> >
    > > void ball::split( GLint ntimes, list<ball*>& new_balls )
    > > {
    > > list.clear();
    > > // ... same stuff as before, except for the return
    > > }
    > >

    >
    > I have two questions: first why you choose to force a weird syntax
    > because some optimization not would take place. Is there any indication
    > that the procedure in question is on an expensive path?
    > My second question is why you believe the optimizer can't do the RVO.
    > The compilers I use all perform RVO without any problems provided
    > optimizations are turned on. In that case your code is not only more
    > verbose and less natural - it is also slower.
    >
    > > Cheers! --M

    >
    > Recheers
    > Peter
     
    padul, Jul 27, 2006
    #5
  6. "padul" <> wrote...
    > I'm working under linux enviroment with kdevelop3 that use g++.
    > There is any solution at my question?
    > Thanks
    >
    > peter koch wrote:
    >> mlimber skrev:
    >>
    >> > wrote:

    >> [snip]
    >> > >
    >> > > This is th implementation in ball.cpp
    >> > >
    >> > > list<ball*> ball::split(GLint ntimes)
    >> > > {
    >> > > list<ball*> new_balls;
    >> > > ....
    >> > > ...
    >> > >
    >> > > return new_balls;
    >> > >
    >> > > }
    >> > >
    >> > > Is it possible, and if it is how can I do that?


    Why ask if it's possible? Why not just try it? The only negative
    side I see is that you keep pointers. Make sure you don't try storing
    pointers to local objects in your 'list'.

    V
    --
    Please remove capital 'A's when replying by e-mail
    I do not respond to top-posted replies, please don't ask
     
    Victor Bazarov, Jul 27, 2006
    #6
  7. mlimber Guest

    padul wrote:
    > mlimber wrote:
    > > void ball::split( GLint ntimes, list<ball*>& new_balls )
    > > {
    > > list.clear();
    > > // ... same stuff as before, except for the return
    > > }

    >
    > The compiler return ,me these errors:
    >
    > ball.h:23: error: 'list' has not been declared
    > ball.h:23: error: expected ',' or '...' before '<' to
    >
    >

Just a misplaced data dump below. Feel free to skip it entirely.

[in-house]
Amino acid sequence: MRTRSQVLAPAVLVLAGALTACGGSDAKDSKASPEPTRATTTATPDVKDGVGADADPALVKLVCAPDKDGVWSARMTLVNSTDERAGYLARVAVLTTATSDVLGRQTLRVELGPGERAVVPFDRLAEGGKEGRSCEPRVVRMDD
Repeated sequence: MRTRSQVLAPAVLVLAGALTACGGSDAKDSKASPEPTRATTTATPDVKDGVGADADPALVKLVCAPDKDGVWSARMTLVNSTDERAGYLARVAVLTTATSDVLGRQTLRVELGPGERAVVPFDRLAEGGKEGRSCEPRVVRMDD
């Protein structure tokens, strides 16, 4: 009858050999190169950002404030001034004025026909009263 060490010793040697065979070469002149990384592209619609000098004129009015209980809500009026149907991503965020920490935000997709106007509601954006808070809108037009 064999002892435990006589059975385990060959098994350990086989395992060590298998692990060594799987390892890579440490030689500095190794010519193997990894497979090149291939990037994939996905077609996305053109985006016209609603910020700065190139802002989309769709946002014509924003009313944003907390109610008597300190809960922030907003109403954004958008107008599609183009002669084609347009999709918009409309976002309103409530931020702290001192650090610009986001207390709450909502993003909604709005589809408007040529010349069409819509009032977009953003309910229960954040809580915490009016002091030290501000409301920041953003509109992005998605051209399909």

> is there anyway to resolve this problem, I would know how to pass as
    > parameter a container o return a container from a method of a class.


    First, put your reply to other posts inline or below the post you are
    responding to. I've fixed your reply above.

    Second, change list.clear() to new_balls.clear(). Mea culpa.

    Cheers! --M
     
    mlimber, Jul 27, 2006
    #7
  8. mlimber Guest

    peter koch wrote:
    > mlimber skrev:
    > > If you're lucky, the compiler might optimize the copy of the list away,
    > > but generally speaking it can't do so. A better way would be to pass
    > > the list in as a reference:
    > >
    > > void ball::split( GLint ntimes, list<ball*>& new_balls )
    > > {
    > > list.clear();
    > > // ... same stuff as before, except for the return
    > > }
    > >

    >
    > I have two questions: first why you choose to force a weird syntax
    > because some optimization not would take place. Is there any indication
    > that the procedure in question is on an expensive path?


    It could be premature optimization, sure. But let's also not
    prematurely pessimize.

    > My second question is why you believe the optimizer can't do the RVO.
    > The compilers I use all perform RVO without any problems provided
    > optimizations are turned on. In that case your code is not only more
    > verbose and less natural - it is also slower.


    First, the OP didn't specify the compiler in question. Some don't do
    the RVO at all. Second, RVO can only be applied on initialization. For
    instance...

    vector<int> Foo()
    {
    vector<int> v;
    v.push_back( 1 );
    v.push_back( 2 );
    return v;
    }

    void Bar()
    {
    vector<int> v = Foo(); // RVO applied!
    // ... use v somehow ...
    v = Foo(); // RVO not applied!
    }

    For more info, see this section from _Efficient C++ Programming_ by
    Lippman:

    http://www.awprofessional.com/articles/printerfriendly.asp?p=25033&rl=1

    Cheers! --M
     
    mlimber, Jul 27, 2006
    #8
  9. peter koch Guest

    mlimber skrev:

    > peter koch wrote:
    > > mlimber skrev:
    > > > If you're lucky, the compiler might optimize the copy of the list away,
    > > > but generally speaking it can't do so. A better way would be to pass
    > > > the list in as a reference:
    > > >
    > > > void ball::split( GLint ntimes, list<ball*>& new_balls )
    > > > {
    > > > list.clear();
    > > > // ... same stuff as before, except for the return
    > > > }
    > > >

    > >
    > > I have two questions: first why you choose to force a weird syntax
    > > because some optimization not would take place. Is there any indication
    > > that the procedure in question is on an expensive path?

    >
    > It could be premature optimization, sure. But let's also not
    > prematurely pessimize.


    It is NEVER premature pessimization if the result requires you to write
    obfuscated code such as
    container <t> c;
    cfunc(c);
    instead of
    container <t> c = cfunc();
    >
    > > My second question is why you believe the optimizer can't do the RVO.
    > > The compilers I use all perform RVO without any problems provided
    > > optimizations are turned on. In that case your code is not only more
    > > verbose and less natural - it is also slower.

    >
    > First, the OP didn't specify the compiler in question. Some don't do